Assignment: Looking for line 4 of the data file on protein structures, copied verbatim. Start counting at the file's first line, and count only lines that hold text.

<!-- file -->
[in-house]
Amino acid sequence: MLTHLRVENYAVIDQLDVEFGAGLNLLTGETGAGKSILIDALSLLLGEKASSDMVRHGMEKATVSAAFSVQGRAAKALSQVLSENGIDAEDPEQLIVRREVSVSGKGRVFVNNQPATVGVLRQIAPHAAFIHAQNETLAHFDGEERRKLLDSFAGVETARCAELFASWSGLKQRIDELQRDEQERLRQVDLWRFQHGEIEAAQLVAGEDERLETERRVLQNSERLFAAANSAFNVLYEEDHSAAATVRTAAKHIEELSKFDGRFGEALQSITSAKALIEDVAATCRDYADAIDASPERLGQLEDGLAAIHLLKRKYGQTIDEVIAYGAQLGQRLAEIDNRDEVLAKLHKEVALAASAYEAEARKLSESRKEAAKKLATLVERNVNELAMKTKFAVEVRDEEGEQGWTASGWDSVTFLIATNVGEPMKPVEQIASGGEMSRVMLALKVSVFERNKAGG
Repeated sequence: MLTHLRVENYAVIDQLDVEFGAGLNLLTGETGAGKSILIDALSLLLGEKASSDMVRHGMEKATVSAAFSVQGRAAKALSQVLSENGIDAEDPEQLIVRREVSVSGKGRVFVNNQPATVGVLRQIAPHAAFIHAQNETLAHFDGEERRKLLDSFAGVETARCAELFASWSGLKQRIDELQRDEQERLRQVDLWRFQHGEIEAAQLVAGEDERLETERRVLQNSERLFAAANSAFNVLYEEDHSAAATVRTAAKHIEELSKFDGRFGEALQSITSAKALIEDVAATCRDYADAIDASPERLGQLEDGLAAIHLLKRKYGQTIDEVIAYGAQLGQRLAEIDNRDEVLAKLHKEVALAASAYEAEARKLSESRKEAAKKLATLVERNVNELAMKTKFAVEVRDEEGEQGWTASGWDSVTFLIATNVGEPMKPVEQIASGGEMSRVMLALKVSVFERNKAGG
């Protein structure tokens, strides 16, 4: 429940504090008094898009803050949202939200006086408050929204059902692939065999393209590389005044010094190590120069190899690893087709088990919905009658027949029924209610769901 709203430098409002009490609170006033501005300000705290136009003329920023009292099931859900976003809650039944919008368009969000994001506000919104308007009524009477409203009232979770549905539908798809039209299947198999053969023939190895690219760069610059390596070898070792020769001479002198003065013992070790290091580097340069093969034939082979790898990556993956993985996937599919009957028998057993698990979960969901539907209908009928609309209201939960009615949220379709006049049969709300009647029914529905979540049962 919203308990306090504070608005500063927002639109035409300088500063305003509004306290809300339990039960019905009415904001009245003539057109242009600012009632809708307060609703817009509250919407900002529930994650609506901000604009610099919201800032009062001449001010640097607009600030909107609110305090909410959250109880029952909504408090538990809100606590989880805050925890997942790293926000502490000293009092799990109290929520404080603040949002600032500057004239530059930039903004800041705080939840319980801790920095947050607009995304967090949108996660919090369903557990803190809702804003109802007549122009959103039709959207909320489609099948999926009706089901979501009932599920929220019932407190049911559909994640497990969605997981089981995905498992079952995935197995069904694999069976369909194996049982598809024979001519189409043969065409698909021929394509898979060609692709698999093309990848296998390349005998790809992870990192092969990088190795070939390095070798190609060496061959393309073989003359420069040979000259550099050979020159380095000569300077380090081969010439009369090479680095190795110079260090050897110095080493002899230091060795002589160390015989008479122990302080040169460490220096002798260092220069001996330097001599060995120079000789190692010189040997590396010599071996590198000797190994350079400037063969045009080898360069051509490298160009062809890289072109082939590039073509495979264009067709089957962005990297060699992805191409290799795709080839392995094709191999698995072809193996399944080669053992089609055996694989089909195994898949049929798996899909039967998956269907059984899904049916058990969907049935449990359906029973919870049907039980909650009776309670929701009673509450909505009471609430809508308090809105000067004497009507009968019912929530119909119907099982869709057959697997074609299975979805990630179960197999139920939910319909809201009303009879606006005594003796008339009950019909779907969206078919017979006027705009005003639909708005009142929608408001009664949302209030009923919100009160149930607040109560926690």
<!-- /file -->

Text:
């Protein structure tokens, strides 16, 4: 429940504090008094898009803050949202939200006086408050929204059902692939065999393209590389005044010094190590120069190899690893087709088990919905009658027949029924209610769901 709203430098409002009490609170006033501005300000705290136009003329920023009292099931859900976003809650039944919008368009969000994001506000919104308007009524009477409203009232979770549905539908798809039209299947198999053969023939190895690219760069610059390596070898070792020769001479002198003065013992070790290091580097340069093969034939082979790898990556993956993985996937599919009957028998057993698990979960969901539907209908009928609309209201939960009615949220379709006049049969709300009647029914529905979540049962 919203308990306090504070608005500063927002639109035409300088500063305003509004306290809300339990039960019905009415904001009245003539057109242009600012009632809708307060609703817009509250919407900002529930994650609506901000604009610099919201800032009062001449001010640097607009600030909107609110305090909410959250109880029952909504408090538990809100606590989880805050925890997942790293926000502490000293009092799990109290929520404080603040949002600032500057004239530059930039903004800041705080939840319980801790920095947050607009995304967090949108996660919090369903557990803190809702804003109802007549122009959103039709959207909320489609099948999926009706089901979501009932599920929220019932407190049911559909994640497990969605997981089981995905498992079952995935197995069904694999069976369909194996049982598809024979001519189409043969065409698909021929394509898979060609692709698999093309990848296998390349005998790809992870990192092969990088190795070939390095070798190609060496061959393309073989003359420069040979000259550099050979020159380095000569300077380090081969010439009369090479680095190795110079260090050897110095080493002899230091060795002589160390015989008479122990302080040169460490220096002798260092220069001996330097001599060995120079000789190692010189040997590396010599071996590198000797190994350079400037063969045009080898360069051509490298160009062809890289072109082939590039073509495979264009067709089957962005990297060699992805191409290799795709080839392995094709191999698995072809193996399944080669053992089609055996694989089909195994898949049929798996899909039967998956269907059984899904049916058990969907049935449990359906029973919870049907039980909650009776309670929701009673509450909505009471609430809508308090809105000067004497009507009968019912929530119909119907099982869709057959697997074609299975979805990630179960197999139920939910319909809201009303009879606006005594003796008339009950019909779907969206078919017979006027705009005003639909708005009142929608408001009664949302209030009923919100009160149930607040109560926690």